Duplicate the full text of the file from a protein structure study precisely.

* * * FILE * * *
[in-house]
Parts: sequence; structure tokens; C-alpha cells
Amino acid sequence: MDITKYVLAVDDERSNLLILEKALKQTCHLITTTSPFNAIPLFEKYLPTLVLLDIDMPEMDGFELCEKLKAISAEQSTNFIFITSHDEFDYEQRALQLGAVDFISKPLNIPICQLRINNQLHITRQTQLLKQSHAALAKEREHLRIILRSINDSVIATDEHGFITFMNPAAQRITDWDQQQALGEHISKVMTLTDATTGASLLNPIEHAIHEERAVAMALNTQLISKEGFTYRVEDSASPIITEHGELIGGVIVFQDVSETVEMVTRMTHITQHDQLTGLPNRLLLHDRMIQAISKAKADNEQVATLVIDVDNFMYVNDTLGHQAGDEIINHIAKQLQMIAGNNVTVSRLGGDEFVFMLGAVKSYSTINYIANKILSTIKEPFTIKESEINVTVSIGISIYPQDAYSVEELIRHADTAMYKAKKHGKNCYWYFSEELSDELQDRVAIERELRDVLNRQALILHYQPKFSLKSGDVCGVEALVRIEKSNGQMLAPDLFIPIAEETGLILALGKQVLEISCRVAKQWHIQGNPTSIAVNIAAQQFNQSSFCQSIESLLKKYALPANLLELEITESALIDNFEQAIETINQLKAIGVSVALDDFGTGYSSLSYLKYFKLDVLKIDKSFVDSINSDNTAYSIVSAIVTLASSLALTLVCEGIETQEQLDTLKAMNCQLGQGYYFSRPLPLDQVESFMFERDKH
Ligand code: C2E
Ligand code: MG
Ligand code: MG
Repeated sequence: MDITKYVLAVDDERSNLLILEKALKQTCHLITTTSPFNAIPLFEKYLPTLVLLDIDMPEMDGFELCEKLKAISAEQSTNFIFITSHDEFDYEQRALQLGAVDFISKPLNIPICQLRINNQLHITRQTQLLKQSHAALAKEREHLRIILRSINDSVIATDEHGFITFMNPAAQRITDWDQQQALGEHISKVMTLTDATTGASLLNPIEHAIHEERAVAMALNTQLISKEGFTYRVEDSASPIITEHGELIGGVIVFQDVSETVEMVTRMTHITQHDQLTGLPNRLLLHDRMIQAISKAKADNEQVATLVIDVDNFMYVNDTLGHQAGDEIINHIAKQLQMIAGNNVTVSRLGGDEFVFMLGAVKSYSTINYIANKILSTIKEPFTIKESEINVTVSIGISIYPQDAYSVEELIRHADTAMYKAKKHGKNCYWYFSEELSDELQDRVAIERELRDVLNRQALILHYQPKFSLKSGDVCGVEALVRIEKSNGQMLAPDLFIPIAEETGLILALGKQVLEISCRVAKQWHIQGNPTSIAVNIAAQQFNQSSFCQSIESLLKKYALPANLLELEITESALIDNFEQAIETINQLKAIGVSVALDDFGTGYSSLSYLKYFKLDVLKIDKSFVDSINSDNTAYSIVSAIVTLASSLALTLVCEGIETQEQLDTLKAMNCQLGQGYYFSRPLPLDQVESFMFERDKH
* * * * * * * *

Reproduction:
[in-house]
Parts: sequence; structure tokens; C-alpha cells
Amino acid sequence: MDITKYVLAVDDERSNLLILEKALKQTCHLITTTSPFNAIPLFEKYLPTLVLLDIDMPEMDGFELCEKLKAISAEQSTNFIFITSHDEFDYEQRALQLGAVDFISKPLNIPICQLRINNQLHITRQTQLLKQSHAALAKEREHLRIILRSINDSVIATDEHGFITFMNPAAQRITDWDQQQALGEHISKVMTLTDATTGASLLNPIEHAIHEERAVAMALNTQLISKEGFTYRVEDSASPIITEHGELIGGVIVFQDVSETVEMVTRMTHITQHDQLTGLPNRLLLHDRMIQAISKAKADNEQVATLVIDVDNFMYVNDTLGHQAGDEIINHIAKQLQMIAGNNVTVSRLGGDEFVFMLGAVKSYSTINYIANKILSTIKEPFTIKESEINVTVSIGISIYPQDAYSVEELIRHADTAMYKAKKHGKNCYWYFSEELSDELQDRVAIERELRDVLNRQALILHYQPKFSLKSGDVCGVEALVRIEKSNGQMLAPDLFIPIAEETGLILALGKQVLEISCRVAKQWHIQGNPTSIAVNIAAQQFNQSSFCQSIESLLKKYALPANLLELEITESALIDNFEQAIETINQLKAIGVSVALDDFGTGYSSLSYLKYFKLDVLKIDKSFVDSINSDNTAYSIVSAIVTLASSLALTLVCEGIETQEQLDTLKAMNCQLGQGYYFSRPLPLDQVESFMFERDKH
Ligand code: C2E
Ligand code: MG
Ligand code: MG
Repeated sequence: MDITKYVLAVDDERSNLLILEKALKQTCHLITTTSPFNAIPLFEKYLPTLVLLDIDMPEMDGFELCEKLKAISAEQSTNFIFITSHDEFDYEQRALQLGAVDFISKPLNIPICQLRINNQLHITRQTQLLKQSHAALAKEREHLRIILRSINDSVIATDEHGFITFMNPAAQRITDWDQQQALGEHISKVMTLTDATTGASLLNPIEHAIHEERAVAMALNTQLISKEGFTYRVEDSASPIITEHGELIGGVIVFQDVSETVEMVTRMTHITQHDQLTGLPNRLLLHDRMIQAISKAKADNEQVATLVIDVDNFMYVNDTLGHQAGDEIINHIAKQLQMIAGNNVTVSRLGGDEFVFMLGAVKSYSTINYIANKILSTIKEPFTIKESEINVTVSIGISIYPQDAYSVEELIRHADTAMYKAKKHGKNCYWYFSEELSDELQDRVAIERELRDVLNRQALILHYQPKFSLKSGDVCGVEALVRIEKSNGQMLAPDLFIPIAEETGLILALGKQVLEISCRVAKQWHIQGNPTSIAVNIAAQQFNQSSFCQSIESLLKKYALPANLLELEITESALIDNFEQAIETINQLKAIGVSVALDDFGTGYSSLSYLKYFKLDVLKIDKSFVDSINSDNTAYSIVSAIVTLASSLALTLVCEGIETQEQLDTLKAMNCQLGQGYYFSRPLPLDQVESFMFERDKH